From Boza to Bourbon: Norm Coffee

In Yabangee's newest column, each week Cameron Loftus seeks out a new place to drink. Not restricted to alcohol, his quest is as much about the people of Istanbul and the stories they tell as what they sip while telling them. First up, coffee at Cihangir's Norm Coffee.

Norm Coffee is the brainchild of Cem Bozkuş and Gizem Yavuz, who met while working at Cihangir’s hip Kronotrop. Cem, who studied physics in university, brings the science of making a perfect espresso to the neighborhood, while Gizem, a marketing graduate, does all the in-house baking and instagramming. When I asked the duo why this street, why this neighborhood, and why coffee? Cem said he always knew that he’d open a coffee shop; when he mentioned the idea to Gizem, they thought, Why not? As for the location and the street, it was a neighborhood that needed a premiere coffee shop, and as Gizem mentions, not many people get a Bosphorus view from their espresso machine every day.

Like the space, the menu is simple and bright; it offers fresh sandwiches and toasts made by Gizem, along with with specialty coffee and a rotating stock of freshly baked items. “We don’t have a constant menu,” Cem says. “People wonder what Gizem has baked and how the coffee beans have changed.” It’s this always-fresh, always-unexpected approach that keeps a regular crowd coming back to Norm; on any given day, you never know what cookie will be waiting for you or what bean your espresso will be made from. What you can be sure of though, is that your espresso, Cem’s favorite item on the menu, will be expertly made.

“We brew it differently,” he says. “Even with the most acidic of coffee beans you get the sweetness and buttery flavors of the beans here.” A properly pulled espresso at Norm never takes anything less than a minute, a notably lengthier time than most espressos in town, and the length of the pull along with the extra fine grind of the beans are what give Norm’s espresso the natural sweetness that occurs without additional sweeteners. This no nonsense approach to making excellent coffee is replicated throughout their menu. Norm doesn’t use any additives or syrups, only uses whole milk, and makes their own almond milk. They also only use specialty and, more importantly, traceable beans from the Americas and Africa. These are roasted locally by Kronotrop and Probador Colectiva and delivered on a weekly basis.

The absence of Turkish tea on the menu is, as Gizem explains, because, ”There are so many places that brew it better than we do. We offer tea, but it’s specialty tea from China.” It is this emphasis on specialty that is at their core. They aren’t going to change Norm to fit culinary trends or fads if it doesn’t fit their simple model of quality ingredients with minimal interference; they excel at what they are good at – which is quality coffee and engaging customer service.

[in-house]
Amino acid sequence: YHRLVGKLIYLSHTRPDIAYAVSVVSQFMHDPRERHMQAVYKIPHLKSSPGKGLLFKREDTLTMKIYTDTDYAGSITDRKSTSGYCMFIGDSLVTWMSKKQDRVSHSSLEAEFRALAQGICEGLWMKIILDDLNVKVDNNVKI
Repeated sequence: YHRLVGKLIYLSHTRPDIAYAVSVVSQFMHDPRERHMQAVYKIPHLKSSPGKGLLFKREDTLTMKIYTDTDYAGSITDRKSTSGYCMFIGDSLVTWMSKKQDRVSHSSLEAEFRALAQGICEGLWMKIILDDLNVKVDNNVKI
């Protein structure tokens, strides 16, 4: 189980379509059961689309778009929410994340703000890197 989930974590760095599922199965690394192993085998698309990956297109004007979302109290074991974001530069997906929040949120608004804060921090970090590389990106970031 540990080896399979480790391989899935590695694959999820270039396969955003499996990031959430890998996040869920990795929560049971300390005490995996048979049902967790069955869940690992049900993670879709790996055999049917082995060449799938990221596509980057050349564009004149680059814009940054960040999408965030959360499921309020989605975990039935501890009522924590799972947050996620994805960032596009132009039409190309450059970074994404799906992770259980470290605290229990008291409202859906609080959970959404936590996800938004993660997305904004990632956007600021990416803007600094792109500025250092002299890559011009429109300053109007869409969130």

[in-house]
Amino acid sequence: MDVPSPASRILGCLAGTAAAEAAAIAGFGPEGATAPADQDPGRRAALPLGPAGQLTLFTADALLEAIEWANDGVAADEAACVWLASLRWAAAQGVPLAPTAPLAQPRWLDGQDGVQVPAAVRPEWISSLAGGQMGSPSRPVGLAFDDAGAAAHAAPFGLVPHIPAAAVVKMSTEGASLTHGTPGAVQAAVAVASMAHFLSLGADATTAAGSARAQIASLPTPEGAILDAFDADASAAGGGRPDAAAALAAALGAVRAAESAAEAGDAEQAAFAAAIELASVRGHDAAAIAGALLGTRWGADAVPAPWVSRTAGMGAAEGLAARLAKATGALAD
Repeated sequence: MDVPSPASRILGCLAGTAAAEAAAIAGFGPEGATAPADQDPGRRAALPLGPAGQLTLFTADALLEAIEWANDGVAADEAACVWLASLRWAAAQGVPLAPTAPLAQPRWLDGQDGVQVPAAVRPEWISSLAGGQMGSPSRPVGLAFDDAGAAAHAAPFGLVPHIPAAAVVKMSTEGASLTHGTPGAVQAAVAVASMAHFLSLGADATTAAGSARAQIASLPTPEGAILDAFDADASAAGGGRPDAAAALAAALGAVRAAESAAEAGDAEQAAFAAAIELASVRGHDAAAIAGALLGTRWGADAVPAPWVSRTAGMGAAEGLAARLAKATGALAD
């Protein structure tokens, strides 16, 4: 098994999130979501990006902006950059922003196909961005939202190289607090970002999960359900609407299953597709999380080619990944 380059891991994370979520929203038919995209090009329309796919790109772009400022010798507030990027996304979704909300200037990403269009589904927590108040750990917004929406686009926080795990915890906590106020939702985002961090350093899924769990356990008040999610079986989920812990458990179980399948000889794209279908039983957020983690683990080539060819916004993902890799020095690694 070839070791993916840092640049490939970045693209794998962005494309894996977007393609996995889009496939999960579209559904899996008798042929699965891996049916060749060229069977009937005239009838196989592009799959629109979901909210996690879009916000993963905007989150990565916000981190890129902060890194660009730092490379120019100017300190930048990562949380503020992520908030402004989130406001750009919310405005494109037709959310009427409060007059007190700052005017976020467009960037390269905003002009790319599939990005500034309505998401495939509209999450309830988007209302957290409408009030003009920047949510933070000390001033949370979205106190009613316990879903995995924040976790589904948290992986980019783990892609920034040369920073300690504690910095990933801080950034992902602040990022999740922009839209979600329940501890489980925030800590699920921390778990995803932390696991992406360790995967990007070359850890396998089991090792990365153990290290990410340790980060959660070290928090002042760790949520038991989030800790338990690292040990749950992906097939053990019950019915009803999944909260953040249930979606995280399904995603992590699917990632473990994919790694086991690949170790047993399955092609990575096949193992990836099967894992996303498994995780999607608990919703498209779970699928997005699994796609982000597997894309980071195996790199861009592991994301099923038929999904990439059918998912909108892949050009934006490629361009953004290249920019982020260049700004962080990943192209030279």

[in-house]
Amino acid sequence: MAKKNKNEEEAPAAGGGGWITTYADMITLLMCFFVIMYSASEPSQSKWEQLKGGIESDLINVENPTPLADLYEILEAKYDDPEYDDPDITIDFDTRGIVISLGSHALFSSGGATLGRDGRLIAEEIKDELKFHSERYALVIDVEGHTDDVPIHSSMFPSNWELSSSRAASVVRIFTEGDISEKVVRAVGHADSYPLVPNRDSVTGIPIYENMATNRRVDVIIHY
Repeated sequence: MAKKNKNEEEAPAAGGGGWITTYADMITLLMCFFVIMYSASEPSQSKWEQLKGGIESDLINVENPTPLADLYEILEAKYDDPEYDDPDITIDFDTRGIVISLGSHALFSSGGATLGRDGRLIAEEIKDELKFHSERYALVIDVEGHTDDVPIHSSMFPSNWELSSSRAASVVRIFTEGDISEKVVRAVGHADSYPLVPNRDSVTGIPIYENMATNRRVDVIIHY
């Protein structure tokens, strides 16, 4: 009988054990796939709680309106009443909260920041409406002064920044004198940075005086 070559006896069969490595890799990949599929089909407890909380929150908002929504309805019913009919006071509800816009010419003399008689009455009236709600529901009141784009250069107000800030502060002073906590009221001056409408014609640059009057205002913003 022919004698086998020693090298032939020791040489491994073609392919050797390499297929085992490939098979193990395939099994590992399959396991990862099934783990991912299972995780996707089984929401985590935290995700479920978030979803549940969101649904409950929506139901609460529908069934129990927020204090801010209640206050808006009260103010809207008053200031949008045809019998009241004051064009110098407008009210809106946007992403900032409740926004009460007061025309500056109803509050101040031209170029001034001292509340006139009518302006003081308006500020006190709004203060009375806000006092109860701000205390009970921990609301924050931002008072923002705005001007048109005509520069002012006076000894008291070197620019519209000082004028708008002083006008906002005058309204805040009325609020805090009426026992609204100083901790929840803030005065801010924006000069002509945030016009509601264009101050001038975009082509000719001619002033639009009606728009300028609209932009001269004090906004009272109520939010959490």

It is this emphasis on customer service that, coupled with Norm’s ability to create delicious coffee in its most essential form, sets them apart from your average coffee shop. In the busy streets that comprise Istanbul, Gizem and Cem love to take the time to share their knowledge about coffee, sourcing, and slow food. When I ask what they hope to teach people about coffee at Norm, Cem starts with the basics, “If they know that instant coffee is not a coffee bean, but just a particle of real coffee, that is enough for us.”

When it comes to future plans and the coming one-year anniversary (in May), Cem and Gizem plan to keep it simple and continue what they are doing. A new food menu is currently in the works, with more spring flavors. Gizem says we can expect to see more plants. “2016,” Cem adds, “is the year of the plants”.

What you can also expect from Norm – as the name suggests – is more of the same: rotating coffee beans and baked goods, smiles from behind the counter, and consistently great coffee. For Cem and Gizem, it is all about embracing the unexpected in the familiar.

Open: Tuesday–Friday (08:00–19:00) and Saturday–Sunday (10:30 – 20:00). Closed Mondays. Norm Coffee are on Facebook and Instagram, and at www.normcoffee.com, where you can check out the current playlist.

All photos by Svetlana Nekrasova.

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Cameron Loftus

Cameron Loftus is a former cook who left his job to eat and write. He is searching the world over for the best chai latte and is always looking for the next best pizza. He loves to read, write, and wander the streets of Istanbul looking for a new favorite place to eat and drink. Follow his blog: www.theeuroad.com for more musings on food, drinks, and life.

5 COMMENTS

  1. I went to Norm and it wasn’t great. Considering the number of coffee shops that are opening every day with the same design etc, it’s really average. Within the Cihangir region I think Kronotrop is a better option. In Istanbul I’d say try Petra Coffee is probably the best place to have any kind of coffee. Definitely check it out if you haven’t yet.

  2. Four Grain is made from a mash bill comprised of oat, malted barley, rye and wheat, so while most of Koval s whiskies are a practice in highlighting single grains, this stands out as a decidedly different approach.

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